In the wake of Black Friday and its accompanying rampage, and as holiday shopping intrudes more and more on holiday celebrations, consumer habits appear more suited for war than games. Suddenly, earning your child's love depends on your ability to shove a stranger to the side in order to reach that last available discounted Barbie. Even the people who forgo shopping and remain at home in their post-Thanksgiving food coma can't stay out of the fray -- if they switch on the television, they are assaulted by a fresh barrage of toy commercials.
It is no longer enough to merely promote the company brand by selling oil mini delivery trucks with "Hess" plastered on its side. We are supposedly a more sophisticated audience -- you can't just train us to ask for a Kleenex, or push candy cigarettes towards us in packages that mimic Camels. At least since WWII and the rise of the modern consumer economy games themselves train the consumer on how to push and shove, find parking spaces in malls, bargain for the cheapest price and generally buy, buy, buy.
Each year, for example, the Hess Company releases a toy vehicle (ranging from motorcycles to helicopters to the more classic trucks) and advertises it with variations of the jingle, "The Hess truck's back and it's better than ever/ for Christmas this year/ the Hess truck's here." The modern rendition of the truck toy was first released in 1985 (though another Hess toy made it's debut as early as 1966). Logo-obvious toys like this have long histories on which today's toy culture continues to build.
Company names like Hess infiltrate our daily lives to such an extent that the company names often usurp the generic name of the object or service. (See: "I'll Google it." Or, "Hand me a Kleenex.") Board games reflect this process. For the aptly-named game Logo, winning -- or even playing -- requires the players to recognize different company logos. It is basically corporate charades -- placing explicit value on knowing the advertising symbols in the consumer landscape.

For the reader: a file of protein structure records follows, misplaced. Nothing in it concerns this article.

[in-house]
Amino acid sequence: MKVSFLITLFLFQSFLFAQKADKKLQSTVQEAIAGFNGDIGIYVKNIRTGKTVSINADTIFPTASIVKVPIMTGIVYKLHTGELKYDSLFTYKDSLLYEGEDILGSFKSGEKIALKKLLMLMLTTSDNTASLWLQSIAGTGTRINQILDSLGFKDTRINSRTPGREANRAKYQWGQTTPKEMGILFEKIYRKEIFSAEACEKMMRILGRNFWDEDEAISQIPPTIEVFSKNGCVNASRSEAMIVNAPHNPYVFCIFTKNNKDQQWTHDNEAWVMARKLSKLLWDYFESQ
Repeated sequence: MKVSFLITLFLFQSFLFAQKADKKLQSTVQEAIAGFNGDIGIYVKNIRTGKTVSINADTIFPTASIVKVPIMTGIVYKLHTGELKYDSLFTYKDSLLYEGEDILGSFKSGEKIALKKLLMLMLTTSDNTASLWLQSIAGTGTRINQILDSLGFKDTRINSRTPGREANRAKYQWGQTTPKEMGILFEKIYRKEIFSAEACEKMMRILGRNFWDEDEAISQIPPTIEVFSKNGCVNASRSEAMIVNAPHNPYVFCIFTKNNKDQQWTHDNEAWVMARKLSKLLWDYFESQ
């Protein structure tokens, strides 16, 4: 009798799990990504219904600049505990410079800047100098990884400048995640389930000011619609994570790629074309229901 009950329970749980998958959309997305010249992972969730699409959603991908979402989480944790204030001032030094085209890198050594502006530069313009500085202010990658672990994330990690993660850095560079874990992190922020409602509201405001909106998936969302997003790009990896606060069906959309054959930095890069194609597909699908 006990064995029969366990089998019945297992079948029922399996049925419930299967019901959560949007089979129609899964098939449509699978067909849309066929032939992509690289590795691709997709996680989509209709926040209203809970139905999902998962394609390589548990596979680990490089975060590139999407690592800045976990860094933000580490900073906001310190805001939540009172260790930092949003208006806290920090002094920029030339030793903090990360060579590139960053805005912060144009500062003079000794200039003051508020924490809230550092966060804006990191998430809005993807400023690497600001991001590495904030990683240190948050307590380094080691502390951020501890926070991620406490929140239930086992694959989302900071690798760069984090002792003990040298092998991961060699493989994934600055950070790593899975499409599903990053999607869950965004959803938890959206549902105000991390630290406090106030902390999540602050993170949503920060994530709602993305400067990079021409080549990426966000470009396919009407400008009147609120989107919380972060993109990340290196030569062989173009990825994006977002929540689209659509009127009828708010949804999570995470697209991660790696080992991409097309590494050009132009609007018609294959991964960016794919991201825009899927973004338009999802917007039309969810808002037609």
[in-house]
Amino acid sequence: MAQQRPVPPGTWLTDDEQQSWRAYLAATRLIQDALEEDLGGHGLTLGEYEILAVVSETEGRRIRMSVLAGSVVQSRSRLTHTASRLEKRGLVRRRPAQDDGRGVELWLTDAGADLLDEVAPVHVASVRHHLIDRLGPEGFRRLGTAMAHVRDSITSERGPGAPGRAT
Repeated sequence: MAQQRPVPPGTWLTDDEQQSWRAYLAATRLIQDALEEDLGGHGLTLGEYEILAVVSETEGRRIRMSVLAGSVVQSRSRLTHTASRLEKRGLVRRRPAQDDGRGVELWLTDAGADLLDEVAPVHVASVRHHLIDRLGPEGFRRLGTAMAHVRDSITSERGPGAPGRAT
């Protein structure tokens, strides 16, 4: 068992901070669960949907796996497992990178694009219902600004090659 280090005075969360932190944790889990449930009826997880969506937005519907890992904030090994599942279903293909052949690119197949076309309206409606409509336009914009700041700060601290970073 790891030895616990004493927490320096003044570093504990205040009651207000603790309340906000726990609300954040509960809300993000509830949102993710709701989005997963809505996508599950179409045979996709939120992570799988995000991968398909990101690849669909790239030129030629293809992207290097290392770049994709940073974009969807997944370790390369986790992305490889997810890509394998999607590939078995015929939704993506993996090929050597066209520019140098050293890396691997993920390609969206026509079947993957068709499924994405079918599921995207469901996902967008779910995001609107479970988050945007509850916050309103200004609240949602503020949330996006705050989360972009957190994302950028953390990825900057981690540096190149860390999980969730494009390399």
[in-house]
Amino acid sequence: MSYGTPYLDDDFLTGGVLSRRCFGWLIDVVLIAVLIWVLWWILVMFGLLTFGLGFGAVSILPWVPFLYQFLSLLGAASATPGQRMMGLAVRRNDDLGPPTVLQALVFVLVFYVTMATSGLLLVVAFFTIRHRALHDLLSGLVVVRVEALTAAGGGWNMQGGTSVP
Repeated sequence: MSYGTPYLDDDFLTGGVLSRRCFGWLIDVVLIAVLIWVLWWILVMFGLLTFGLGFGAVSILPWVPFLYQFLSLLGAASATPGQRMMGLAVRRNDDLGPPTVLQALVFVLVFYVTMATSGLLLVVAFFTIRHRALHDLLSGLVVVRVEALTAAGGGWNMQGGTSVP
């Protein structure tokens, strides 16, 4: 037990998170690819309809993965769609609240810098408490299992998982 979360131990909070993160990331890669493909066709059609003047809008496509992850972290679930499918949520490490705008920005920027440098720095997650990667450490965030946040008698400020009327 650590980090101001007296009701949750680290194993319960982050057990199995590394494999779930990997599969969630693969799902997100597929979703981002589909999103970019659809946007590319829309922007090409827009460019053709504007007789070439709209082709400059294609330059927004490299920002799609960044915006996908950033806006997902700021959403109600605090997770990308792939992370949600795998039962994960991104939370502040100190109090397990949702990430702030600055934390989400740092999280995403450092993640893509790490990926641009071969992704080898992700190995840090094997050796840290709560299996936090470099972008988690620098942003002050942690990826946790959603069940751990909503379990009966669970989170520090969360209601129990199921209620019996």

Perhaps ironically, the toys that parents are pushing each other out of the way to buy are themselves aimed to train the shopper in the fine art of mayhem and competition. In 1950, the game Park and Shop became a popular pastime by encouraging children to figure out the "best" way to find parking and shop at the shopping center. At a time when suburbanization was spreading across America, it showed people how to adapt to a changing environment. There was also the A&P game, Supermarket Sweep (a tie-in to a television game show of the same name), and more recently, Bratz Mall Crawl -- the list goes on and on. Even while excluding games like Monopoly and Life, which both make consumption the primary talent for a happy life, there are many games that simply try to glamorize the shopping experience. (For the more frugal shopper, Milton Bradley released the game Bargain Hunter in 1981.) In the eighties, as teen girls looked to the decade's pop stars who emphasized material glitz and glam like Madonna and Janet Jackson, games like Mall Madness declared shopping a dazzling hobby for the hipper, post-Park and Shop generation.
Advertisements have changed, becoming practically ubiquitous and often more insidious. Even the Strong National Museum of Play in Rochester, NY, portrays play as an activity explicitly linked with mass-produced, store-bought toys. Almost every toy featured in the Strong Museum's Toy Hall of Fame is produced and sold by a company. In fact, there is a "Wegmans Super Kids Market" inside the building, amidst the other attractions, where kids can run the store and be in charge at the check out counter. But of course, children can -- and frequently do -- play with household items, or just a vivid imagination. But at the Strong National Museum, there is no room for the stick and ball or piece of chalk that have entertained children since long before World War II.
The contrast between these portrayals of shopping as a game and shopping as a violent, swarming, competitive, stressful, and potentially bankrupting consumer event is growing starker each year. Maybe that is why it is so important that companies train us from a young age to navigate and 'enjoy' the consumer life by making it a game -- something you can practice and learn to win.
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